Andrew Burton Receives Provost's Award for Sustained Teaching Excellence

Andrew Burton, distinguished professor and interim associate dean for research in the College of Forest Resources and Environmental Sciences, received the Provost’s Award for Sustained Teaching Excellence at the Academy of Teaching Excellence induction ceremony and banquet held on April 6.

The Provost’s Award for Sustained Teaching Excellence provides special recognition to instructional personnel who have been nominated as finalists for the Distinguished Teaching Award four or more times. The award includes a plaque and $1,000 in additional compensation. Recipients are also members of Michigan Tech’s Distinguished Teaching Academy, an elite group with an established reputation for excellent teaching.

Provost Andrew Storer and the team at the William G. Jackson Center for Teaching and Learning congratulate Burton on this accomplishment.

GLAS Summer Track A Schedule Now Available

Do you know of current or incoming international students who wish to practice their English conversation skills during the summer? If so, the Graduate Language Assessment and Support (GLAS) Track A schedule is now available. Students may sign up for a weekly recurring online appointment by visiting the GLAS webpage.

GLAS is a free program designed for international graduate students who wish to improve their English oral communication skills.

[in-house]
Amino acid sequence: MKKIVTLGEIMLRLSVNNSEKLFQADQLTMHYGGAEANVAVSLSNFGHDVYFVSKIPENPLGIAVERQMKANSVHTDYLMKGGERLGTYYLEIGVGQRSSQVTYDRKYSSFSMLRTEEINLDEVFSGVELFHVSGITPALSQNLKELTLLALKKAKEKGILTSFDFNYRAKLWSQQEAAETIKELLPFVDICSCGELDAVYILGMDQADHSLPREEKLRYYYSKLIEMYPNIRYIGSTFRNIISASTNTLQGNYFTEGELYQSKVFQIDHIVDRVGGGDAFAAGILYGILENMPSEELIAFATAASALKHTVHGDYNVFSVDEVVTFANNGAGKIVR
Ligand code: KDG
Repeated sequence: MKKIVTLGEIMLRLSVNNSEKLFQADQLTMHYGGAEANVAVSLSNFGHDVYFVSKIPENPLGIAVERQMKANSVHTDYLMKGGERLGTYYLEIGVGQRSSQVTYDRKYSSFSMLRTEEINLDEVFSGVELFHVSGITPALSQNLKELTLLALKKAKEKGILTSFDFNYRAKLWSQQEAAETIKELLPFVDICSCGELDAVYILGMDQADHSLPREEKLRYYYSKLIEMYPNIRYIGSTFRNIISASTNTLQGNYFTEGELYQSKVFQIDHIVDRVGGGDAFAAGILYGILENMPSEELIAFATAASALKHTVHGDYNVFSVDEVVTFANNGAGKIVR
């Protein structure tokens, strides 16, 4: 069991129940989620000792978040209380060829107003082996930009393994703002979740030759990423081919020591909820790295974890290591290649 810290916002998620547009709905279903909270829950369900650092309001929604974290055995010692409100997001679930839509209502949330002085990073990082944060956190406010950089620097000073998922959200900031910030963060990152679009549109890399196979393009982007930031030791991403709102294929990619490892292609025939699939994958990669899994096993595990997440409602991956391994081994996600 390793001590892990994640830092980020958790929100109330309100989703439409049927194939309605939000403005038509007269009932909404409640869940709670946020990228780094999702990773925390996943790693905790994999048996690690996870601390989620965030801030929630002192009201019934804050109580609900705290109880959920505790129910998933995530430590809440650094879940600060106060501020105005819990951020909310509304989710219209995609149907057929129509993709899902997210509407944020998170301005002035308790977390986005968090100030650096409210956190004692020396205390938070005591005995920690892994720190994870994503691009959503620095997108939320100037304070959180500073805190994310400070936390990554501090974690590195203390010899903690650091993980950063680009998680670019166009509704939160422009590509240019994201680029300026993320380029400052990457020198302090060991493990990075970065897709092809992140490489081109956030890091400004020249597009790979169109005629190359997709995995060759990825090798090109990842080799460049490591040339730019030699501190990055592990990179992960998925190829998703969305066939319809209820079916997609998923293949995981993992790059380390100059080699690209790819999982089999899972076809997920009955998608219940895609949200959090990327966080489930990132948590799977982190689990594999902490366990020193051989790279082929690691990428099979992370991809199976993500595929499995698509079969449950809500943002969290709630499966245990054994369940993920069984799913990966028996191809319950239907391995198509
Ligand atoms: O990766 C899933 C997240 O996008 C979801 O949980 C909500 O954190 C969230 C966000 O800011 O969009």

Through small-group conversations that matter, students gain experience participating in class discussions, responding to questions and listening effectively. GLAS coaches work with students to help them better understand U.S. university expectations and gain insight into what students and instructors expect from each other in classrooms. GLAS students who are already teaching can practice lectures or lab presentations with their coach.

All international graduate students are welcome to attend and participate in the program.

Questions? Contact Sarah Isaacson, GLAS program director, at

Speaker on Native American Marked Trail Trees

The local Peter Wolfe Chapter of the North Country National Scenic Trail and the College of Forest Resources and Environmental Science (CFRES) are hosting a guest speaker on Native American trail marker trees at the U.J. Noblet Forestry Building.

This event is free and open to the public. It will be held at 7 p.m. on Thursday (May 4) in Noblet G002.

Hear Bill Van Korsky, a volunteer with the Marquette Regional History Center (MRHC), who will speak on his research into Native American trail marker trees! He is working with the MRHC in finding and recording all these trees in Marquette County that were marked 150-plus years ago by Natives to show a trail path, or point to water or other significant features. He will share with us his photos and knowledge on how to distinguish these very special Native modified trees from naturally odd-shaped trees, and how to record them with photos, measurements, pointing direction, GPS location, privacy protection, etc. (Maybe someone will take up this project in our counties too!)

A meet-and-greet will begin at 6:30 p.m. and the talk begins at 7 p.m. After the talk, we will have a short business meeting that will provide the opportunity to learn more about the Peter Wolfe Chapter, becoming a member, joining one of our public monthly hikes, or helping us maintain the trail, etc.

All are welcome.

Rozsa Summer Box Office Hours